16. German Propaganda Claimed That Life Continued as Normal
Germans cut off citizens’ ability to communicate with England, so they never heard any news or instructions from their government. They were very literally all alone in figuring out what to do. The newspaper on the Channel Islands was taken over, and the printing press was used to publish a paper in German for the men living on the islands, and they instructed the editor to print their propaganda. Their instructions for what to say were written in their broken English, so the editor decided that he would not make any corrections, and printed their propaganda word-for-word. This way, the English citizens would be able to tell from the broken English that this was propaganda, and they could not trust anything that was written in the paper.
Of course, the Nazis did not believe in freedom of speech. A group of journalists attempted to publish an underground newspaper called the “Guernsey Underground News Service” or GUNS for short. They listened to their radios to pick up on the news from England, and they published the truth in their own paper, and passed it around the islands. Unfortunately, these men were caught, and sent to concentration camps. Two of these men never returned home.
15. The Island of Alderney Was Transformed Into a Concentration Camp
One of the smallest Channel islands, called Alderney, only had one small village of people living on it. Every single citizen unanimously agreed that they were going to evacuate and go to England. So, when the Germans arrived, they saw this completely empty island as the perfect opportunity to turn it into one large concentration camp. At first, people who resisted the Germans were sent to concentration camps in mainland Europe, but after the camp construction was complete, anyone who disobeyed the rules was sent to the Alderney, since it was close by.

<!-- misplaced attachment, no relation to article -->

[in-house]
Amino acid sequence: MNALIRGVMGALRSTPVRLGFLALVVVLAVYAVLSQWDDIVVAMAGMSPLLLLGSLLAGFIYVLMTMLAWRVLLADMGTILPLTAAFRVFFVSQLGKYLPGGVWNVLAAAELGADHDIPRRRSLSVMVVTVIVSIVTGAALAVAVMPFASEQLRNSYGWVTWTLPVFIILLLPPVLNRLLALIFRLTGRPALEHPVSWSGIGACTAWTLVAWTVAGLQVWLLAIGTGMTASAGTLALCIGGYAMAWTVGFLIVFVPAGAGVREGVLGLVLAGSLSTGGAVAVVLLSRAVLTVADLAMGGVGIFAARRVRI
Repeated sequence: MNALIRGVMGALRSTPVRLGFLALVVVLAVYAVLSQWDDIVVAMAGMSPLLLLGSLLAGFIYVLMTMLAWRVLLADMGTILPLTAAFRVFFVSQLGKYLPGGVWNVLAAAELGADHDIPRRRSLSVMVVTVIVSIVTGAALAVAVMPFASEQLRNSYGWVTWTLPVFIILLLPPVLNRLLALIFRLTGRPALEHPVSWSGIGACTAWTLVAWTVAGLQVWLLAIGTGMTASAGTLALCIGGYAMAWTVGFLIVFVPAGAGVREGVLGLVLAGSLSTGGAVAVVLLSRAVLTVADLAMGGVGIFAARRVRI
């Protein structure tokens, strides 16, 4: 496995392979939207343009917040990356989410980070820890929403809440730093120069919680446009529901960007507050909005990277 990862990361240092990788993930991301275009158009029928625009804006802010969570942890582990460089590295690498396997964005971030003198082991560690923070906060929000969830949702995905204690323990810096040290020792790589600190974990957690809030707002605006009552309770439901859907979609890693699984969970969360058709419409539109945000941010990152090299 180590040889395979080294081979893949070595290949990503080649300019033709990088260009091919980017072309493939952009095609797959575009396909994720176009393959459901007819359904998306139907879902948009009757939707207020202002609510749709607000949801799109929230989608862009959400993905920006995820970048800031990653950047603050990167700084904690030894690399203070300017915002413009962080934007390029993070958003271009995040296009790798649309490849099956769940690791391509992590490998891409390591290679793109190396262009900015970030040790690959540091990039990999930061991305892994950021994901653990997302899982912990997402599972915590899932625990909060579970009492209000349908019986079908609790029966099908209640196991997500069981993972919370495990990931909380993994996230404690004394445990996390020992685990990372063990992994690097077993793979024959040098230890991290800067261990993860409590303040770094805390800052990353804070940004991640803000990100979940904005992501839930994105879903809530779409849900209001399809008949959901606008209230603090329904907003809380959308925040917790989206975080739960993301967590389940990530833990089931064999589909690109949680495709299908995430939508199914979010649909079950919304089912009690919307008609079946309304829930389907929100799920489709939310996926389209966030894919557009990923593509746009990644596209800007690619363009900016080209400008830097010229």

No one was allowed to know what went on in Alderney, and even the Germans who worked there refused to speak about what they had seen after World War II was over. However, stories circulated quietly that prisoners were made to jump into the ocean to drown. Others were tortured and executed. When the war was over, thousands of human bones were found all over Alderney island, and divers found even more bodies in the water just off the shore.
When the Nazi soldiers took over the Channel Islands, they couldn’t exactly decorate with the traditional flags, statues, and more. The war was in full swing, and while they planned to completely modify everything once Germany had secured their victory, decoration was not exactly a priority. So the Nazi soldiers settled for destroying any signs that the island was ever owned by Great Britain. They spray painting swastikas on the walls of buildings as a way to mark their territory. As time went on, the Germans would import signs and more symbols of the Third Reich, but much of that original graffiti remained for a long time.
Of course, once the occupation was over in 1945, many of the Nazi soldiers were forced to clean up a lot of the damage they had made on the island, but the British people did plenty of cleaning, too, and they were forced to do a lot of maintenance and repair on the buildings that had been seriously damaged during the occupation.
13. Citizens Lived on Substitute Foods and Nearly Died of Starvation
Before the Germans had occupied the islands, there was an order to cull all of the cows, so that the meat could be handed out to the citizens. Some of it was handed over to the Germans when they were ordered to, but much of it was kept secret by the butchers. This only helped for a short while, obviously, and soon, there was little to no meat on the islands at all. Sea mines were all around the coast, so citizens could not fish and get food the old-fashioned way. Normally, farmers on the Channel Islands sold corn seed to England, but they were forced to plant it again and ground it into corn flour. The Germans gave them ration cards, and they ate what were called “substitute foods”.
After D-Day, one would think that British people got a lot of help from England to get back to normal, but the unfortunate reality was that food rations actually became far worse for the islanders. Without the Germans bringing in their supplies, they were left with a winter of absolutely no food. Even though the Red Cross did their best to help, people were surviving on seaweed and parsnip tea. They had to send a letter to England for help, but it took a very long time for the Red Cross to finally show up with more food.
12. The Red Cross Saved Citizens From Certain Death